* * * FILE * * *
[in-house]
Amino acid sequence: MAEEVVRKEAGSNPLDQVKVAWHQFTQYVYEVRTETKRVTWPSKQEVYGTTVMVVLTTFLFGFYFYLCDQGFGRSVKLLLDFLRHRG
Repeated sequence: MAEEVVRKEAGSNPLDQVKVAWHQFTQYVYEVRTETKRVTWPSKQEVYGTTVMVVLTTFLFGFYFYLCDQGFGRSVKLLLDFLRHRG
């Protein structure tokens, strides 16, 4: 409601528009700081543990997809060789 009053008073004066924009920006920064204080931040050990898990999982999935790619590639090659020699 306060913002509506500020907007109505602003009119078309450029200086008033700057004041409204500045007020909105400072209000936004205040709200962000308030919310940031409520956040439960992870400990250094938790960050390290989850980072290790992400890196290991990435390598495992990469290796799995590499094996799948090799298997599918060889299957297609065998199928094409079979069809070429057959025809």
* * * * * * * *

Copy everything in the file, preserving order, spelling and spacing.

[in-house]
Amino acid sequence: MAEEVVRKEAGSNPLDQVKVAWHQFTQYVYEVRTETKRVTWPSKQEVYGTTVMVVLTTFLFGFYFYLCDQGFGRSVKLLLDFLRHRG
Repeated sequence: MAEEVVRKEAGSNPLDQVKVAWHQFTQYVYEVRTETKRVTWPSKQEVYGTTVMVVLTTFLFGFYFYLCDQGFGRSVKLLLDFLRHRG
């Protein structure tokens, strides 16, 4: 409601528009700081543990997809060789 009053008073004066924009920006920064204080931040050990898990999982999935790619590639090659020699 306060913002509506500020907007109505602003009119078309450029200086008033700057004041409204500045007020909105400072209000936004205040709200962000308030919310940031409520956040439960992870400990250094938790960050390290989850980072290790992400890196290991990435390598495992990469290796799995590499094996799948090799298997599918060889299957297609065998199928094409079979069809070429057959025809």